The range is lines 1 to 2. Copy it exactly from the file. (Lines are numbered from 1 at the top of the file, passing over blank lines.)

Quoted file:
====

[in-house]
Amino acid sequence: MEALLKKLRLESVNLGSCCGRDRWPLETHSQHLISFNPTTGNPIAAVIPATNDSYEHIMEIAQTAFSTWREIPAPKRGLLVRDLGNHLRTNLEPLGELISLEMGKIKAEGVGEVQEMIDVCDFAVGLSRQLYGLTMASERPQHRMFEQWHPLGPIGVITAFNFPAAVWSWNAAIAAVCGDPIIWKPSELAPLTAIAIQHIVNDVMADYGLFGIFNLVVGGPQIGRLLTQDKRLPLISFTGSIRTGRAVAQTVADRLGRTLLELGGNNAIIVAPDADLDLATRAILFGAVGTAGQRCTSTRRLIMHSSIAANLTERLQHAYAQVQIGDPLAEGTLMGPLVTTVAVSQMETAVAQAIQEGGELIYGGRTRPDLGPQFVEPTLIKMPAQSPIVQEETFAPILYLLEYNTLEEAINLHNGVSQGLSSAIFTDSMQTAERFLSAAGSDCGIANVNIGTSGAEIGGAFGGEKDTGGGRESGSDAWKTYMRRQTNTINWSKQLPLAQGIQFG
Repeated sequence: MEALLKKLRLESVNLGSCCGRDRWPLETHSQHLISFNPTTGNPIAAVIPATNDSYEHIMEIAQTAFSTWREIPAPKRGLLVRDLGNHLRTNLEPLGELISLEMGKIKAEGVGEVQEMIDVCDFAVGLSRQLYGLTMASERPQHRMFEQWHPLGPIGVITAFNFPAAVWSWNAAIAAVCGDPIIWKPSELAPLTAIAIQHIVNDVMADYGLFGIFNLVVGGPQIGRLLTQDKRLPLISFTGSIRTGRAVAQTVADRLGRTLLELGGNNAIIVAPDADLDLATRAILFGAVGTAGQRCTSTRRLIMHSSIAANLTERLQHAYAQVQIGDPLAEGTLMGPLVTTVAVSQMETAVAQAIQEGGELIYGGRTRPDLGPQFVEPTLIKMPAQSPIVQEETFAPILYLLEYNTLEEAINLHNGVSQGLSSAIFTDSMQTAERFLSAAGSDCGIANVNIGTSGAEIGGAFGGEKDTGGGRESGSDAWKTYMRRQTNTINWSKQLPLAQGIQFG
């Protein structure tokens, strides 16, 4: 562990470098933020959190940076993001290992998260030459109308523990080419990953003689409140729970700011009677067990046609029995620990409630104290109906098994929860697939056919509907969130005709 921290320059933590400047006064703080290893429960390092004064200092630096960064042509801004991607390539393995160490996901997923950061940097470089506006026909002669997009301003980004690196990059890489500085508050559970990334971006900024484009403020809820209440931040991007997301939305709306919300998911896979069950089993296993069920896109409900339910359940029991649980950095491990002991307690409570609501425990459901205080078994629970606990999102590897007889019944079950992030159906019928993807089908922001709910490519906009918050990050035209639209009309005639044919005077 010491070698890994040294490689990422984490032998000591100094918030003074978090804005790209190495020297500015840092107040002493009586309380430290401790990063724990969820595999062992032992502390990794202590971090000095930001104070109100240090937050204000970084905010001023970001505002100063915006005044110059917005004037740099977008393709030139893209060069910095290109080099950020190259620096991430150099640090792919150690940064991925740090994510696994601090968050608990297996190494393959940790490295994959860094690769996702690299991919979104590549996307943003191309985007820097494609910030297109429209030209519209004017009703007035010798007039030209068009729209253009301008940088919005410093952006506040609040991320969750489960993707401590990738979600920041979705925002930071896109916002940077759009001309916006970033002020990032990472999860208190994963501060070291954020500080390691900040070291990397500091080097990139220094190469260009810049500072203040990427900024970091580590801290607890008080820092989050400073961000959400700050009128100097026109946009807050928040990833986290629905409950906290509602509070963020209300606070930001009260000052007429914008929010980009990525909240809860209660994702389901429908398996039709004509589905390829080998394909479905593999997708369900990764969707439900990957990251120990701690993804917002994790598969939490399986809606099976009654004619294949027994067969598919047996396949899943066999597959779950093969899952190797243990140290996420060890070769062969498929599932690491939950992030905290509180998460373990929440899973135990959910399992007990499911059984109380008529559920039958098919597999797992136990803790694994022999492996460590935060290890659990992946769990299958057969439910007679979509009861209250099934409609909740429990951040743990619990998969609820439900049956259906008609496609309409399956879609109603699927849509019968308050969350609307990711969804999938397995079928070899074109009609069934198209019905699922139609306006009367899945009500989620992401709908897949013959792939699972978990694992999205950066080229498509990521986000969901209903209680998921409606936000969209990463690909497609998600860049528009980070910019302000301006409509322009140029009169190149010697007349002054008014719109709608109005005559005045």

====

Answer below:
[in-house]
Amino acid sequence: MEALLKKLRLESVNLGSCCGRDRWPLETHSQHLISFNPTTGNPIAAVIPATNDSYEHIMEIAQTAFSTWREIPAPKRGLLVRDLGNHLRTNLEPLGELISLEMGKIKAEGVGEVQEMIDVCDFAVGLSRQLYGLTMASERPQHRMFEQWHPLGPIGVITAFNFPAAVWSWNAAIAAVCGDPIIWKPSELAPLTAIAIQHIVNDVMADYGLFGIFNLVVGGPQIGRLLTQDKRLPLISFTGSIRTGRAVAQTVADRLGRTLLELGGNNAIIVAPDADLDLATRAILFGAVGTAGQRCTSTRRLIMHSSIAANLTERLQHAYAQVQIGDPLAEGTLMGPLVTTVAVSQMETAVAQAIQEGGELIYGGRTRPDLGPQFVEPTLIKMPAQSPIVQEETFAPILYLLEYNTLEEAINLHNGVSQGLSSAIFTDSMQTAERFLSAAGSDCGIANVNIGTSGAEIGGAFGGEKDTGGGRESGSDAWKTYMRRQTNTINWSKQLPLAQGIQFG